When my boys were younger, I always said my favorite time of the day was naptime. But it wasn’t unusual for me to get strange looks when I shared this with other moms! And I completely understand why! Naps can be frustrating. In fact, about 90% of the babies I work with struggle with naps. So if naptime is a struggle for your family, know that you’re not alone!
Maybe your little one is refusing to go down for a nap. Or they’ll only nap if they’re rocked to sleep or if you stay in the room.
Maybe they’ll wake at the drop of a hat, and you know they’re not getting the solid sleep they need at naptime.
Maybe your munchkin wakes up grouchy and they’re fussy until they go down for another nap.
No matter what struggle you’re dealing with, a bad nap means you end up having to soothe and settle them instead of attending to all of the other vital parenting tasks that you could have focused on if they had managed to get a full 2-3 hour daytime snooze.
So what’s going wrong? Why are naps so hard?
Well, naps can be tricky, even for the most seasoned, knowledgeable mom! But, the good news is there are four major things you can do to help your little one get better naps.
Limit Light Exposure
Our bodies are naturally tuned into a 24-hour rhythm, and there’s an actual physiological reason for that. Sunlight, or any “blue” or short wavelength light, like that from a phone or TV screen, stimulates cortisol production. Cortisol, being a stimulant, is a real detriment to getting settled and getting to sleep, so getting your baby away from any blue light sources at least an hour before naptime can help alleviate the problem.
That’s not always feasible, obviously. If your little one is under 6 weeks old, their ideal awake time is only 45 minutes to an hour. You can’t keep them indoors and away from screens all the time, but try to keep their daylight and screen exposure closer to the time after they wake up and keep it down as much as possible when they’re getting ready for their next nap.
And when it comes to your little one’s sleep space, investing in quality blackout blinds for their bedroom can be a game-changer. I can’t tell you how great of an investment good blackout blinds are. Keeping your baby’s bedroom dark is a huge help in ensuring long, high-quality naps.
Build Sleep Pressure
The yin to cortisol’s yang, melatonin is the hormone that helps our bodies wind down and get ready for sleep. Unfortunately, melatonin production doesn’t fully kick in until nighttime for most people, including babies. That means that the body’s natural “sleep pressure” isn’t nearly as strong during the day as it is at night, which can hinder your little one’s ability to fall asleep quickly at naptime, and to stay asleep for long stretches.
So we need to find some other ways of building up that sleep pressure. Getting your baby outdoors shortly after they wake up is a great way to do that. True, sunlight stimulates cortisol production, but it also pumps up melatonin production in the evening, which will help baby get a good night’s sleep, and the better your baby sleeps at night, the easier it will be for them to sleep during the day.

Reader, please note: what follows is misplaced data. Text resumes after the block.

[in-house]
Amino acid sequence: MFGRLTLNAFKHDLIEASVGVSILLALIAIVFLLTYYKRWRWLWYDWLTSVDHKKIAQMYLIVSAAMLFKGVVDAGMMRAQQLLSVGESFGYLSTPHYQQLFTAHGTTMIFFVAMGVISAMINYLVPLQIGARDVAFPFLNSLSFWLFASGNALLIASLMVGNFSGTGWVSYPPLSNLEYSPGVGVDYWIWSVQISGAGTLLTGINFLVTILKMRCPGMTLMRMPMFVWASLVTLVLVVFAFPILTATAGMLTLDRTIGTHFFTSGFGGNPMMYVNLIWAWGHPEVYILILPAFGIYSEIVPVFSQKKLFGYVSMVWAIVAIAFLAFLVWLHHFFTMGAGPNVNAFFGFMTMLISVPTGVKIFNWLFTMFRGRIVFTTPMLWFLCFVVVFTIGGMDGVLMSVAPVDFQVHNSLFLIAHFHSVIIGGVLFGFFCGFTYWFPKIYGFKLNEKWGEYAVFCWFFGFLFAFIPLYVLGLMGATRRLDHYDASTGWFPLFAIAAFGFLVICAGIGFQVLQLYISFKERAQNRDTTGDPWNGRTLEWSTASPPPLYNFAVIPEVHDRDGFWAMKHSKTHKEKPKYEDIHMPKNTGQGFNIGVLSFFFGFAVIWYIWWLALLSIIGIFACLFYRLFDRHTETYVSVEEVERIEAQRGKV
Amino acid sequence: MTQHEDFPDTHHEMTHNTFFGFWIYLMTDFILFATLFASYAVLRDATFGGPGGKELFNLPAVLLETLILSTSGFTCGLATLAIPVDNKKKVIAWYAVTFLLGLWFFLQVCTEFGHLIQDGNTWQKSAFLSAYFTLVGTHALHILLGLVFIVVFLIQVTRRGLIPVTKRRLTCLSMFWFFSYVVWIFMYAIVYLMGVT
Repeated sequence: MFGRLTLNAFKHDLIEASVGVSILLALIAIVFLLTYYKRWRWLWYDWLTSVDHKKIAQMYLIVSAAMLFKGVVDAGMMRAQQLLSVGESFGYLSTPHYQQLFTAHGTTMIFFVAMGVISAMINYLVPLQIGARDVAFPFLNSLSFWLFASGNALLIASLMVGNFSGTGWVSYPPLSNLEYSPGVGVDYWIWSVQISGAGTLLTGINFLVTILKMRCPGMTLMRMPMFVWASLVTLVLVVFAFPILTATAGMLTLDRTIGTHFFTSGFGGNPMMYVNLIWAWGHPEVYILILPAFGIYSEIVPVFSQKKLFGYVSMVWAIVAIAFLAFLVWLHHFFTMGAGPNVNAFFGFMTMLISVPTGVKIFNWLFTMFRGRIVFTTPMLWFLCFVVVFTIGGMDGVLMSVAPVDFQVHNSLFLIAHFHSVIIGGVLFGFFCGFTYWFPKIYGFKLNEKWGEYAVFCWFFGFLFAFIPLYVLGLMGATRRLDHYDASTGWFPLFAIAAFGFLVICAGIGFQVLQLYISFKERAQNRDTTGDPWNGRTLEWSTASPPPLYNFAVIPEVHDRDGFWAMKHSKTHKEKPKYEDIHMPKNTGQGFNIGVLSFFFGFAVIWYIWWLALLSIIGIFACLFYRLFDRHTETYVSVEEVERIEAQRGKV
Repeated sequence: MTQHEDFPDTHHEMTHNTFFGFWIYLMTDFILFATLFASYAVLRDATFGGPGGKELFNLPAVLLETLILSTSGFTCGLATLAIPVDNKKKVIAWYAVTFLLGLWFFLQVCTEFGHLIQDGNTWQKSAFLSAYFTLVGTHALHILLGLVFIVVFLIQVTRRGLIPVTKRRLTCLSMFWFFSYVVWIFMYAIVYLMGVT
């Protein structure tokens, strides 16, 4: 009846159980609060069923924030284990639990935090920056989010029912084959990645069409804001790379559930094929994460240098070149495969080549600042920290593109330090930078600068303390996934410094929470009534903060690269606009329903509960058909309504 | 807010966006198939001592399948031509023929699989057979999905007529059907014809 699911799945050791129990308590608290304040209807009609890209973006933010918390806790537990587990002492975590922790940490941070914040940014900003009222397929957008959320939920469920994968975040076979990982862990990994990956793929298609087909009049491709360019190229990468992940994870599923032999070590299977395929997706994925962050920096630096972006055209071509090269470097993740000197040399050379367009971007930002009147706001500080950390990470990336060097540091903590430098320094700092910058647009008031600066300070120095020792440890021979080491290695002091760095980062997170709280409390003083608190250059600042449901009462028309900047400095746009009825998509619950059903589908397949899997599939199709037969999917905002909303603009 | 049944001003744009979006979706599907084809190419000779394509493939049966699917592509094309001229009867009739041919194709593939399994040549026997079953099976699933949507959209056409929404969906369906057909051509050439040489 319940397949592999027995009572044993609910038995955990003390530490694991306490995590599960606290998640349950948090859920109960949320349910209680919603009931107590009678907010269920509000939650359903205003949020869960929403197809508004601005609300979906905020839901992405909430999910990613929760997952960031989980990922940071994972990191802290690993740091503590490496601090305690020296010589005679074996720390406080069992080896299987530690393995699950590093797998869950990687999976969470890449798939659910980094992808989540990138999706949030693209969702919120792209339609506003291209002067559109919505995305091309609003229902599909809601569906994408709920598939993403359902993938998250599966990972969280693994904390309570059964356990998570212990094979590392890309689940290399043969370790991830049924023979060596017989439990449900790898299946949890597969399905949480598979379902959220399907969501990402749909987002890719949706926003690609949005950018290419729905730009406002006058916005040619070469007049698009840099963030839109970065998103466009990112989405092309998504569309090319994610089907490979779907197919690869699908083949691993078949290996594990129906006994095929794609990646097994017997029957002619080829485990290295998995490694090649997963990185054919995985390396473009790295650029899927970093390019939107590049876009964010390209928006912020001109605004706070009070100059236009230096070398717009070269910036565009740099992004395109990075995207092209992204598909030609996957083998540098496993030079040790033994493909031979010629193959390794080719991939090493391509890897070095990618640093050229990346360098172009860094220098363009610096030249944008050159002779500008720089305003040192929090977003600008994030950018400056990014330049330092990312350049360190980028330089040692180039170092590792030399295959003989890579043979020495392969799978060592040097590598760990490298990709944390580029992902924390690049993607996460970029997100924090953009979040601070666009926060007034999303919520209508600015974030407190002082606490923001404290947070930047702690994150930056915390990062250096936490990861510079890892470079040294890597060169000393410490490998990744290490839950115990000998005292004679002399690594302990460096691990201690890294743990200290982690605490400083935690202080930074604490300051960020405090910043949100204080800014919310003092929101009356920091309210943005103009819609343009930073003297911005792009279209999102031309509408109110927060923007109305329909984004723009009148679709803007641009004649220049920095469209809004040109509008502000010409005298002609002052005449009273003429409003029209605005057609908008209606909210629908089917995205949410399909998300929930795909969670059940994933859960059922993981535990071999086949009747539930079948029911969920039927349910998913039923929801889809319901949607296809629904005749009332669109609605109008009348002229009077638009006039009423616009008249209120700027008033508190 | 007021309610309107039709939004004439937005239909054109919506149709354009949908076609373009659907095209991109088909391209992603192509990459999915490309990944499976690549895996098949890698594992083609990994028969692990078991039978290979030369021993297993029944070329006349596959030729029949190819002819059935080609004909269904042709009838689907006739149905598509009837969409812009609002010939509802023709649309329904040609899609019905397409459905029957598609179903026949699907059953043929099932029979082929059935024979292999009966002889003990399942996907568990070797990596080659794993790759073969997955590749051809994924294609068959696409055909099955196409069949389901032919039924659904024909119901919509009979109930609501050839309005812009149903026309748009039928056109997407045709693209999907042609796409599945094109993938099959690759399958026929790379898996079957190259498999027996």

And whenever possible, physical activity is a great way to promote better naps. However, your little one likes to move around, get them moving as much as possible. Try to schedule physical activities in the earlier parts of awake time rather than just before naptime. If your toddler’s just finished tearing around the yard for half an hour and they try to go straight down for a nap, they’re likely still going to be too fired up to get right to sleep.
Don’t Forget to Wind Down
Nobody likes to stop doing something they love just so they can go to sleep, and babies are no different. If your child’s in the middle of a killer game of hide and seek, or riveted to the latest episode of their favorite show, being told it’s time for a nap is likely to trigger a protest. And just in case you haven’t noticed, when kids protest, they tend to do it with some… enthusiasm…
Again, timing is everything here, so try to keep the exciting activities to the earlier end of awake time. Once nap time starts approaching, stick to more soothing activities like singing, stories, cuddles, or whatever they enjoy doing that’s low-energy. 15 minutes of wind-down time before a nap can help immensely, but the crucial thing to avoid is sparking a tantrum by taking away something they’re super engaged in.
Block Out The Noise
This may come as a shock, but loud noises and sleep don’t go well together. Garbage trucks, sirens, birds, dogs, and the Amazon delivery driver who can’t read a “Do NOT Ring Doorbell!!!!” sign, can all disturb your baby’s nap. What’s worse, when they get woken up after a short nap, they’ve relieved some of that sleep pressure we worked so hard to build while they were awake, and that’s going to make it even harder for them to get back to sleep.
It may seem counterintuitive, but one of my favorite solutions to environmental noise is… well, more environmental noise. White noise machines, which I’m assuming every parent on earth is familiar with, aren’t actually soothing or sleep-inducing. But they do provide cover for sudden, unexpected noises, which are the ones that tend to wake your baby up.
Just remember to keep an eye on the volume level. White noise machines can get ridiculously loud and it’s not recommended that babies be exposed to noise over 60 dB for extended periods of time.
Hopefully, these tips can help your little one start getting better daytime naps, and you’ll be saying naptime is your favorite part of the day too! But, if naps are still a nightmare, no matter what you do, let’s talk! When it comes to naptime, I’ve seen anything and everything, so I can guarantee there is no sleep struggle too big for us to conquer together. Book a no-obligation Sleep Evaluation so we can talk about what’s going on with your child’s sleep and how sleep training could be the answer you’ve been looking for!